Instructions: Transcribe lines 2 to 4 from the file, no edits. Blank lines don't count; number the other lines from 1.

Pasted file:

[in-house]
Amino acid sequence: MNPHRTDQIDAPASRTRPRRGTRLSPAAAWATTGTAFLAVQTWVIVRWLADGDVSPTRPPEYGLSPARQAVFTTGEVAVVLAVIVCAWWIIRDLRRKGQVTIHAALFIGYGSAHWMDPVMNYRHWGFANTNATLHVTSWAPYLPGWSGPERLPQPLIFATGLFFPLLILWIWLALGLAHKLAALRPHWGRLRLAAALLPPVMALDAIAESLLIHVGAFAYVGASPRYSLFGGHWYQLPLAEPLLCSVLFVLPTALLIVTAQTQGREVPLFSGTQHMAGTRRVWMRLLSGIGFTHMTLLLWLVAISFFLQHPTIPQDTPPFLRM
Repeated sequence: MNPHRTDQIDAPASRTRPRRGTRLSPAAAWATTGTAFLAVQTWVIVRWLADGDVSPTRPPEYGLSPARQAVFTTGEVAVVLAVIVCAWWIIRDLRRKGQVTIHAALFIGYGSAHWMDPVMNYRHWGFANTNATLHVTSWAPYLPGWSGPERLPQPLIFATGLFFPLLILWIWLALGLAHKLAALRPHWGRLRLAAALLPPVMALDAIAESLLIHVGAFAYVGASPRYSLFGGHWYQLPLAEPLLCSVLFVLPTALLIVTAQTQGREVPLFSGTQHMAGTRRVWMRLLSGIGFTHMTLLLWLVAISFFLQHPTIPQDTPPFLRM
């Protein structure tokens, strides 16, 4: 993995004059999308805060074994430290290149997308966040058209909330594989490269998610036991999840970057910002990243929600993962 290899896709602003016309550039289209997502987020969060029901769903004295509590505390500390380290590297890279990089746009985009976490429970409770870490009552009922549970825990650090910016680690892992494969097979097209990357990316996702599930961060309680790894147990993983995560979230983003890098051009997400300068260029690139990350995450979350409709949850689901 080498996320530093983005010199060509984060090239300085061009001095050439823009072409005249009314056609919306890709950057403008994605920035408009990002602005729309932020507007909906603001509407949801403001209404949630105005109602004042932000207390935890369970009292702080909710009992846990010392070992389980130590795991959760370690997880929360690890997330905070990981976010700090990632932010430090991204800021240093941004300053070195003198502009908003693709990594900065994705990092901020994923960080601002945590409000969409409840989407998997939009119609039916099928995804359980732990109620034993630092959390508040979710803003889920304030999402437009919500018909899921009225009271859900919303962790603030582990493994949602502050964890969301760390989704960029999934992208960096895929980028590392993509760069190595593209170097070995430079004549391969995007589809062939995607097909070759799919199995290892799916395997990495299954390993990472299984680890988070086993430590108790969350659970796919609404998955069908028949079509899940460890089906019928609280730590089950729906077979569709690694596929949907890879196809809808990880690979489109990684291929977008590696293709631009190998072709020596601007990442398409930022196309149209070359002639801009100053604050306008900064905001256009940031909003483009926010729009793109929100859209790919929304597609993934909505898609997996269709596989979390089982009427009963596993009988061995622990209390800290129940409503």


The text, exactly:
Amino acid sequence: MNPHRTDQIDAPASRTRPRRGTRLSPAAAWATTGTAFLAVQTWVIVRWLADGDVSPTRPPEYGLSPARQAVFTTGEVAVVLAVIVCAWWIIRDLRRKGQVTIHAALFIGYGSAHWMDPVMNYRHWGFANTNATLHVTSWAPYLPGWSGPERLPQPLIFATGLFFPLLILWIWLALGLAHKLAALRPHWGRLRLAAALLPPVMALDAIAESLLIHVGAFAYVGASPRYSLFGGHWYQLPLAEPLLCSVLFVLPTALLIVTAQTQGREVPLFSGTQHMAGTRRVWMRLLSGIGFTHMTLLLWLVAISFFLQHPTIPQDTPPFLRM
Repeated sequence: MNPHRTDQIDAPASRTRPRRGTRLSPAAAWATTGTAFLAVQTWVIVRWLADGDVSPTRPPEYGLSPARQAVFTTGEVAVVLAVIVCAWWIIRDLRRKGQVTIHAALFIGYGSAHWMDPVMNYRHWGFANTNATLHVTSWAPYLPGWSGPERLPQPLIFATGLFFPLLILWIWLALGLAHKLAALRPHWGRLRLAAALLPPVMALDAIAESLLIHVGAFAYVGASPRYSLFGGHWYQLPLAEPLLCSVLFVLPTALLIVTAQTQGREVPLFSGTQHMAGTRRVWMRLLSGIGFTHMTLLLWLVAISFFLQHPTIPQDTPPFLRM
């Protein structure tokens, strides 16, 4: 993995004059999308805060074994430290290149997308966040058209909330594989490269998610036991999840970057910002990243929600993962 290899896709602003016309550039289209997502987020969060029901769903004295509590505390500390380290590297890279990089746009985009976490429970409770870490009552009922549970825990650090910016680690892992494969097979097209990357990316996702599930961060309680790894147990993983995560979230983003890098051009997400300068260029690139990350995450979350409709949850689901 080498996320530093983005010199060509984060090239300085061009001095050439823009072409005249009314056609919306890709950057403008994605920035408009990002602005729309932020507007909906603001509407949801403001209404949630105005109602004042932000207390935890369970009292702080909710009992846990010392070992389980130590795991959760370690997880929360690890997330905070990981976010700090990632932010430090991204800021240093941004300053070195003198502009908003693709990594900065994705990092901020994923960080601002945590409000969409409840989407998997939009119609039916099928995804359980732990109620034993630092959390508040979710803003889920304030999402437009919500018909899921009225009271859900919303962790603030582990493994949602502050964890969301760390989704960029999934992208960096895929980028590392993509760069190595593209170097070995430079004549391969995007589809062939995607097909070759799919199995290892799916395997990495299954390993990472299984680890988070086993430590108790969350659970796919609404998955069908028949079509899940460890089906019928609280730590089950729906077979569709690694596929949907890879196809809808990880690979489109990684291929977008590696293709631009190998072709020596601007990442398409930022196309149209070359002639801009100053604050306008900064905001256009940031909003483009926010729009793109929100859209790919929304597609993934909505898609997996269709596989979390089982009427009963596993009988061995622990209390800290129940409503």